Turner v. Falk et al
ORDER. ORDERED that the Recommendation of Magistrate Judge 51 is ACCEPTED. ORDERED that defendants' Motion to Dismiss Amended Complaint 34 is GRANTED. ORDERED that, within 14 days of the entry of judgment, defendants may have their costs by filing a bill of costs with the Clerk of the Court. ORDERED that this case is dismissed in its entirety by Judge Philip A. Brimmer on 12/31/14.(jhawk, )
IN THE UNITED STATES DISTRICT COURT
FOR THE DISTRICT OF COLORADO
Judge Philip A. Brimmer
Civil Action No. 13-cv-02957-PAB-MJW
GARY WAYNE TURNER,
FRANCES FALK, Warden,
ROBERT BUTCHER, Major,
JACKSON, Lieutenant, and
This matter is before the Court on the Recommendation of United States
Magistrate Judge (the “Recommendation”) [Docket No. 51] filed on July 8, 2014. The
magistrate judge recommends that the Motion to Dismiss Amended Complaint [Docket
No. 34] filed by defendants Frances Falk, Robert Butcher, W illiam Jackson, and
Rochelle Infante be granted and that this case be dismissed in its entirety. Docket No.
51 at 11. Plaintiff filed a timely objection. Docket No. 52. The Court will “determine de
novo any part of the magistrate judge’s disposition that has been properly objected to”
by plaintiff. Fed. R. Civ. P. 72(b)(3). “[A] party’s objections to the magistrate judge’s
report and recommendation must be both timely and specific to preserve an issue for
de novo review by the district court . . . .” United States v. One Parcel of Real Property
Known As 2121 East 30th St., 73 F.3d 1057, 1060 (10th Cir. 1996) (emphasis added).
To be sufficiently specific, an objection must “enable the district judge to focus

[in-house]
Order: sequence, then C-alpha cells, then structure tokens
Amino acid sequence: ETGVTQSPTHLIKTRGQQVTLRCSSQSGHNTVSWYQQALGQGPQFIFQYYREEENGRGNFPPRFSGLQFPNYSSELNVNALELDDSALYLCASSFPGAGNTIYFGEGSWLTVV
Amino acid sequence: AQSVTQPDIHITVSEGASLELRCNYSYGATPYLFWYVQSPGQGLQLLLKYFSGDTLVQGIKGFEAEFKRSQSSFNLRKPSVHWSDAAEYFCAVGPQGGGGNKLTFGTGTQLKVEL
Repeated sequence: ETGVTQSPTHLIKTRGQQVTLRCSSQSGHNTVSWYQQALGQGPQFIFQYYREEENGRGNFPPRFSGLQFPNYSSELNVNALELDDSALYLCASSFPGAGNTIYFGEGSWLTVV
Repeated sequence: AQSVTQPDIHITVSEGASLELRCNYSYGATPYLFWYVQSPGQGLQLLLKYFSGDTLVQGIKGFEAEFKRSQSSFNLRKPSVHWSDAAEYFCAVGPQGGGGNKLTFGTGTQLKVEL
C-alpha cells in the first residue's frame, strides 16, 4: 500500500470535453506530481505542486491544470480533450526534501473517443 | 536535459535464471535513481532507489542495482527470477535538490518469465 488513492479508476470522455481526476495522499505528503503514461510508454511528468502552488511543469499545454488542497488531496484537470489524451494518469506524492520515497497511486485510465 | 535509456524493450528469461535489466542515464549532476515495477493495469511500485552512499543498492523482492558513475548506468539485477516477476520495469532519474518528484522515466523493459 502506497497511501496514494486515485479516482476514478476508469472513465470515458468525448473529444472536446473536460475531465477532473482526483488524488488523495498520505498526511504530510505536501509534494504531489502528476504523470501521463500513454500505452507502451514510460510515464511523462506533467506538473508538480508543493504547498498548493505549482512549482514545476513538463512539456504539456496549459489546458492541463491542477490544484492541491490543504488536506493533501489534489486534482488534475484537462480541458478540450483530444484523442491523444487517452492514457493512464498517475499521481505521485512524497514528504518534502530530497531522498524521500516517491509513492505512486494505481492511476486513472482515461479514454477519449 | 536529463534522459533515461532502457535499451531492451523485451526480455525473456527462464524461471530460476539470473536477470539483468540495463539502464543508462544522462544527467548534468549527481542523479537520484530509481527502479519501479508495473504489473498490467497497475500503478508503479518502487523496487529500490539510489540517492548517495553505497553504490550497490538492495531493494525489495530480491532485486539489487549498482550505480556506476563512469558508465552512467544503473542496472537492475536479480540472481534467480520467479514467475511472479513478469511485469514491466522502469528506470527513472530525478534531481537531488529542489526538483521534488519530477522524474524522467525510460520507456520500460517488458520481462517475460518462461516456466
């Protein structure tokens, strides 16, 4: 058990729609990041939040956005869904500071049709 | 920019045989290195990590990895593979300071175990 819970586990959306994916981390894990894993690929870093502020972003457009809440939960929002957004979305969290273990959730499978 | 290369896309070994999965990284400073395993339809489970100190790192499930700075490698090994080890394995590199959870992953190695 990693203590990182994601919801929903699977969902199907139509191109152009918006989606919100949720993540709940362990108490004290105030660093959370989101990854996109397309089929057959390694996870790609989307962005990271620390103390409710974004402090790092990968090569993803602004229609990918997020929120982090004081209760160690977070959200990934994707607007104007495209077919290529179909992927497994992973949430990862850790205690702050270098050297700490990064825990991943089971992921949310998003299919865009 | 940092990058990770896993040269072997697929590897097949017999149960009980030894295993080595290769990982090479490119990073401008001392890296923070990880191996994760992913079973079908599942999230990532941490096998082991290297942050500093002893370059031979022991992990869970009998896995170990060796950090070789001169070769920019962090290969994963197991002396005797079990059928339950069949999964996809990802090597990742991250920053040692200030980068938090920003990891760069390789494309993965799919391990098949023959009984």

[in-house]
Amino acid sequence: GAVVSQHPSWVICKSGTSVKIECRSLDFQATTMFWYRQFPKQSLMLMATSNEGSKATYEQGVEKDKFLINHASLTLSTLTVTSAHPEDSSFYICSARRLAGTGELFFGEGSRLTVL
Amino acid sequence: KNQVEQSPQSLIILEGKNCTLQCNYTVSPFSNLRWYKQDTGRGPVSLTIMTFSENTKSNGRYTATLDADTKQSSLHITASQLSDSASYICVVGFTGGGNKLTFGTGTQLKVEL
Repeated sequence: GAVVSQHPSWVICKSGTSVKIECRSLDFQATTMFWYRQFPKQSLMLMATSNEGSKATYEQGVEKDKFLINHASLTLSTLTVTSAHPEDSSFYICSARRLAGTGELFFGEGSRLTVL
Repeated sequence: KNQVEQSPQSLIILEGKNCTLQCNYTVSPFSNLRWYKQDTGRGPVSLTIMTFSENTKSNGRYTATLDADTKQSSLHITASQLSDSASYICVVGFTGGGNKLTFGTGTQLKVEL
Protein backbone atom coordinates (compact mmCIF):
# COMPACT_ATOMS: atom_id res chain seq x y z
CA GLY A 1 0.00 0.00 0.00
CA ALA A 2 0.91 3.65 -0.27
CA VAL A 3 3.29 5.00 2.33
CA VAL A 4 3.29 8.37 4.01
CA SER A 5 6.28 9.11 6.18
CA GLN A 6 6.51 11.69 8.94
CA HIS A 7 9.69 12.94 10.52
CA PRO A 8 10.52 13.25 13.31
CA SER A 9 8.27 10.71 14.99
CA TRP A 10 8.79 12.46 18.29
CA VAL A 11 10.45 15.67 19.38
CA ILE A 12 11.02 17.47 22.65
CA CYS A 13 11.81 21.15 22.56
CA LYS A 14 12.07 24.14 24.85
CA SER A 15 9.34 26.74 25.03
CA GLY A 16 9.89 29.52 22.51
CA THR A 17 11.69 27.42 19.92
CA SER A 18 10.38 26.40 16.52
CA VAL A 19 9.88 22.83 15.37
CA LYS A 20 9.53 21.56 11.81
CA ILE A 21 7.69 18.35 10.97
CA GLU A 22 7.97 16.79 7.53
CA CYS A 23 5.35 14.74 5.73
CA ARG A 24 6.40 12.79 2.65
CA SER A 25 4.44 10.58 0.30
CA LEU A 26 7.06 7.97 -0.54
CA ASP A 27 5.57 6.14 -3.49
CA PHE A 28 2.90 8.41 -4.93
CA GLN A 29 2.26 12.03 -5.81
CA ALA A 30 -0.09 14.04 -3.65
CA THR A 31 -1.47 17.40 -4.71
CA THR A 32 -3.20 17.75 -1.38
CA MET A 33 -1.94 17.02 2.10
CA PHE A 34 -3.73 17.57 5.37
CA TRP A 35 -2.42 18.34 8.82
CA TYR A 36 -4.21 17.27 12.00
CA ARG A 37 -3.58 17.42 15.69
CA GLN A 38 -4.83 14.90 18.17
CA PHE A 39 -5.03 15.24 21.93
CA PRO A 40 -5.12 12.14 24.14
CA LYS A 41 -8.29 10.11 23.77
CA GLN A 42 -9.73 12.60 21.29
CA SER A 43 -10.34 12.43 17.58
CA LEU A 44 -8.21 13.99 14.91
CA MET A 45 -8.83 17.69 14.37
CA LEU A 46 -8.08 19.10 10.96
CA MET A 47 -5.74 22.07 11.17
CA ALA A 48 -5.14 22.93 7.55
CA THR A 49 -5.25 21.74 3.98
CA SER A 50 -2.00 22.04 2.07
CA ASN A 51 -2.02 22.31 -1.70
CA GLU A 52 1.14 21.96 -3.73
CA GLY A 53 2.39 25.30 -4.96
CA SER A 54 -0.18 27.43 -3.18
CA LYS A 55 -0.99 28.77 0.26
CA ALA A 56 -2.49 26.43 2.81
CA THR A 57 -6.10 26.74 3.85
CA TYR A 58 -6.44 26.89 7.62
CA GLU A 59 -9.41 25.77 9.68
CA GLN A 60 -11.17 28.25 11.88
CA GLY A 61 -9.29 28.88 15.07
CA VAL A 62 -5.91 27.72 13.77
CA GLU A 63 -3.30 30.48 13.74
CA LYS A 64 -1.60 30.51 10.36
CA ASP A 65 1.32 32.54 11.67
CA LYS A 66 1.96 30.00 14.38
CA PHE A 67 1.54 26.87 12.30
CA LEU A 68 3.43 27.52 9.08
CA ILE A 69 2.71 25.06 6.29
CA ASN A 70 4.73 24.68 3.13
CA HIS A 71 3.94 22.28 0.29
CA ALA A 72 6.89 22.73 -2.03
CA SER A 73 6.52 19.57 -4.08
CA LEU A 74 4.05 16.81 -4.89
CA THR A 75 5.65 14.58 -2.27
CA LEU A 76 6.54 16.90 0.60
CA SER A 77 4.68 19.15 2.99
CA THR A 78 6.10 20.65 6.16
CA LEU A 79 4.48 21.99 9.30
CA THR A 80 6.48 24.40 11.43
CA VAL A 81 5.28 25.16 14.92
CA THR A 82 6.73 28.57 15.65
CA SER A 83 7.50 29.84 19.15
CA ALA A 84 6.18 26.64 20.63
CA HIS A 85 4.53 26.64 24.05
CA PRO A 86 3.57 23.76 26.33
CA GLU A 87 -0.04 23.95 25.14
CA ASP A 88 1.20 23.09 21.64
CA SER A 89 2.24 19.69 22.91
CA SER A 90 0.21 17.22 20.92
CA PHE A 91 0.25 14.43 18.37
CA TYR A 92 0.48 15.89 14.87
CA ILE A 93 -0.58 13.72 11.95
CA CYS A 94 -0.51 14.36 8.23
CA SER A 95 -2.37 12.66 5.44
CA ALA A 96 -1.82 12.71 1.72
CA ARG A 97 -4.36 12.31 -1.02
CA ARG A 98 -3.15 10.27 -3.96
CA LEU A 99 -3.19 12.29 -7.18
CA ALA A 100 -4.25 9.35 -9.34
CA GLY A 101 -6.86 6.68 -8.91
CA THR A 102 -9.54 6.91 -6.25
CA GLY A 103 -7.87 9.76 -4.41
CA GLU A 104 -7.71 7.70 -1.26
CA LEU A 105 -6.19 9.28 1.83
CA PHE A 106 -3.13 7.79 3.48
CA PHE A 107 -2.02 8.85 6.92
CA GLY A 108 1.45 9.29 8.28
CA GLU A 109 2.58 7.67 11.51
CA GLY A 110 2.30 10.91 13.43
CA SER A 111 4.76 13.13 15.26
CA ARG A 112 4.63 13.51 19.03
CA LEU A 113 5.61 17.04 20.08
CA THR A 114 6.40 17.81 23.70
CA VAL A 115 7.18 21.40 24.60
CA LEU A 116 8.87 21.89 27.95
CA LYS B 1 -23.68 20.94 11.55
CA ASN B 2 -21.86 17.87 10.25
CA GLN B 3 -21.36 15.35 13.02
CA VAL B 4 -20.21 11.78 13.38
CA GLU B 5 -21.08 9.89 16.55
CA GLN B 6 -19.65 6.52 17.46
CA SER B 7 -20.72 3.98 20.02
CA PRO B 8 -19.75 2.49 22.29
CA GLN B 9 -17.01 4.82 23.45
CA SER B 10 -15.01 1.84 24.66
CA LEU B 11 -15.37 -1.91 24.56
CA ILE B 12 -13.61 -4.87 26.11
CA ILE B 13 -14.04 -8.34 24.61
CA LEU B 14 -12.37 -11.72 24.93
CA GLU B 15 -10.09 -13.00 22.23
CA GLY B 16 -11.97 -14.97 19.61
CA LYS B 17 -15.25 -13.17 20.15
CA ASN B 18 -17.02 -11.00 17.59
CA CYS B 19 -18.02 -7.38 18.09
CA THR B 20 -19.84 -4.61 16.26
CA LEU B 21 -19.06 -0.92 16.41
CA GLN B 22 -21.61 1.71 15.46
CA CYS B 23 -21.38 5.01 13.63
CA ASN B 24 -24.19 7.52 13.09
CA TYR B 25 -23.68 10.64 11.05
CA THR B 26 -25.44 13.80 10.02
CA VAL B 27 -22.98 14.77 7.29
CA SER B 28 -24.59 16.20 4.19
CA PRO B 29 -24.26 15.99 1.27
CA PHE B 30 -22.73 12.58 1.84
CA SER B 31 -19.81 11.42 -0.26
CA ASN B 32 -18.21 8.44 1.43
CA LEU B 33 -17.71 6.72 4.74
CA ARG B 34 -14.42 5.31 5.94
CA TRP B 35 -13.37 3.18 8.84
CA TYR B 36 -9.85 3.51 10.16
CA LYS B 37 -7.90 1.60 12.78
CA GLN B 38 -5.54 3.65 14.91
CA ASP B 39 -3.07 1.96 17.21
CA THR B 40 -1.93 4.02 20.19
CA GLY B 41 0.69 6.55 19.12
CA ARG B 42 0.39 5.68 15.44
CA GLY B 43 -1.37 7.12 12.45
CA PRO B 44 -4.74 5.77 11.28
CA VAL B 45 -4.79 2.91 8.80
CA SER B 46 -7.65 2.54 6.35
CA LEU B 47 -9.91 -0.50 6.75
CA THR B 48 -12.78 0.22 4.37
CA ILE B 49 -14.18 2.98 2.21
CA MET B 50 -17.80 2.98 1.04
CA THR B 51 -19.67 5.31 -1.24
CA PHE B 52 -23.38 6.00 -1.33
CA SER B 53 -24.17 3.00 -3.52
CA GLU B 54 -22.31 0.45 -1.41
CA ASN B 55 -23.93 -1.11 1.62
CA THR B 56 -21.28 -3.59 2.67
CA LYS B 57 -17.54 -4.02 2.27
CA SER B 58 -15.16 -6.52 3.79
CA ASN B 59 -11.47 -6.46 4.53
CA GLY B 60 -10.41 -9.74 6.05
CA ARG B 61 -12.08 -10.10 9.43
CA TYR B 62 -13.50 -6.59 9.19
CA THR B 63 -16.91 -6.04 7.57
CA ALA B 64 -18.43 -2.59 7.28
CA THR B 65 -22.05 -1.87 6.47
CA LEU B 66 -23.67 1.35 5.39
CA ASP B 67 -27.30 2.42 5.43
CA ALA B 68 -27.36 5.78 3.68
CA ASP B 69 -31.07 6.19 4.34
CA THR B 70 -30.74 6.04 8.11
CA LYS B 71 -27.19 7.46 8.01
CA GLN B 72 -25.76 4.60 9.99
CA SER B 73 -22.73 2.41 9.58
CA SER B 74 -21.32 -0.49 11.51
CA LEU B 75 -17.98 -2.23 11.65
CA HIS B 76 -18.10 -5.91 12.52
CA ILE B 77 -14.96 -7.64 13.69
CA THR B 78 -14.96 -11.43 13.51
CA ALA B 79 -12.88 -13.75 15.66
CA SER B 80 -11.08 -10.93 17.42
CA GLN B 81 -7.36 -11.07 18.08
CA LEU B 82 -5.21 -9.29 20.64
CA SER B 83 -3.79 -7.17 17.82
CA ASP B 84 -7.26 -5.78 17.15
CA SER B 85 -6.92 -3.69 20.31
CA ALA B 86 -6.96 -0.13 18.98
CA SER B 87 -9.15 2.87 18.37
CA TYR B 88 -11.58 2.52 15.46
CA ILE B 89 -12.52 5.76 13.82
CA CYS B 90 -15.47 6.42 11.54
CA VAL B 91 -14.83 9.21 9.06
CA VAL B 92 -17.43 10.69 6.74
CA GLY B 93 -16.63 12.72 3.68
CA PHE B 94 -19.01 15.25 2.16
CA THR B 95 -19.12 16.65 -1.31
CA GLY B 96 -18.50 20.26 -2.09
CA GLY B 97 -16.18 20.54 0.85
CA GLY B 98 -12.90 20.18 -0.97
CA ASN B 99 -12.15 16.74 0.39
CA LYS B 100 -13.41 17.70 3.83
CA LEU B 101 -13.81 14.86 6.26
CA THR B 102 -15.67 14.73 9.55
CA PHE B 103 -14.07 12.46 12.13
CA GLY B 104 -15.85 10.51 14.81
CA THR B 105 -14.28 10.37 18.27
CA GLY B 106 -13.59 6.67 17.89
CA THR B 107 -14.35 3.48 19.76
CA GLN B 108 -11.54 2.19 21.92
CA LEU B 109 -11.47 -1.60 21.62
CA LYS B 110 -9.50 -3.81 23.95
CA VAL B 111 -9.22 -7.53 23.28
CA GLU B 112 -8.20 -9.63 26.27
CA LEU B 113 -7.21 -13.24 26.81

attention on those issues—factual and legal—that are at the heart of the parties’
dispute.” See id. at 1059 (quoting Thomas v. Arn, 474 U.S. 140, 147 (1985)).
In the absence of a proper objection, the Court may review a magistrate judge’s
recommendation under any standard it deems appropriate. See Summers v. Utah, 927
F.2d 1165, 1167 (10th Cir. 1991); see also Thomas, 474 U.S. at 150 (“[i]t does not
appear that Congress intended to require district court review of a magistrate’s factual
or legal conclusions, under a de novo or any other standard, when neither party objects
to those findings”). In light of plaintiff’s pro se status, the Court construes his filings
liberally. See Haines v. Kerner, 404 U.S. 519, 520 (1972); Hall v. Bellmon, 935 F.2d
1106, 1110 & n.3 (10th Cir. 1991).
The facts of this case have been set forth elsewhere and will not be restated
here except as relevant to resolving plaintiff’s objection. See Docket No. 12. Plaintiff’s
amended complaint contains five claims for relief, all of which alleged that defendants
retaliated against plaintiff in violation of his First Amendment rights. Docket No. 51 at 2;
Docket No. 52 at 3. Plaintiff seeks injunctive relief and compensatory damages.
Docket No. 11 at 20. On January 8, 2014, plaintiff’s fourth claim for relief against
defendant Sharp was dismissed. Docket No. 12 at 4. On May 27, 2014, the Court
dismissed plaintiff’s fifth claim for relief against defendant Dummit without prejudice.
Docket No. 49 at 5.
On March 27, 2014, the remaining defendants filed a motion to dismiss. Docket
No. 34. The Recommendation concluded that defendants’ motion to dismiss should be
granted for the following reasons: (1) plaintiff’s claims for monetary damages against
defendants in their official capacities are barred by the Eleventh Amendment, (2)
plaintiff’s claims for monetary damages against defendants in their individual capacities
are barred by the Prison Litigation Reform Act, 42 U.S. C. § 1997e, (3) plaintiff failed to
state a First Amendment retaliation claim, and (4) defendants in their individual